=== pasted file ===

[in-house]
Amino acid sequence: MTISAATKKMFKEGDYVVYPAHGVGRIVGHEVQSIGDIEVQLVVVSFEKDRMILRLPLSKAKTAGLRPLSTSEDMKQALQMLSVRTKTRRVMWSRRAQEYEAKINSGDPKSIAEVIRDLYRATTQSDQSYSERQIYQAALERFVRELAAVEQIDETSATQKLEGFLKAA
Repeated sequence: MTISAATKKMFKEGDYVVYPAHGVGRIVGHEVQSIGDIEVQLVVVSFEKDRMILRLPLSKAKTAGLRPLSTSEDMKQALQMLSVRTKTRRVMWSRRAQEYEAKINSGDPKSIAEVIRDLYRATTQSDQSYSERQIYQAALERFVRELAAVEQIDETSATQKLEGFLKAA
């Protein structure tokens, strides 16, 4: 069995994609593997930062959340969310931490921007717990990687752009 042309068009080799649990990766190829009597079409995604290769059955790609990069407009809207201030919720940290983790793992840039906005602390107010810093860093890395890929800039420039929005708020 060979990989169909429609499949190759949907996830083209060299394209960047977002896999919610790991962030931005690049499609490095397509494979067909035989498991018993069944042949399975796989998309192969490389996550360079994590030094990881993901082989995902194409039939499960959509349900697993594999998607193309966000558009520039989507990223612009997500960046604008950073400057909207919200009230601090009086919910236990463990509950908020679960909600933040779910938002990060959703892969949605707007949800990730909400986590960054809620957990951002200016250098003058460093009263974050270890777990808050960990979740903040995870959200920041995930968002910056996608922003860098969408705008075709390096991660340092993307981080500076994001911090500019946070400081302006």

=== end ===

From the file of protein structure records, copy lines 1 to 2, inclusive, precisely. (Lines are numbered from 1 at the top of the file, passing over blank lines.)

[in-house]
Amino acid sequence: MTISAATKKMFKEGDYVVYPAHGVGRIVGHEVQSIGDIEVQLVVVSFEKDRMILRLPLSKAKTAGLRPLSTSEDMKQALQMLSVRTKTRRVMWSRRAQEYEAKINSGDPKSIAEVIRDLYRATTQSDQSYSERQIYQAALERFVRELAAVEQIDETSATQKLEGFLKAA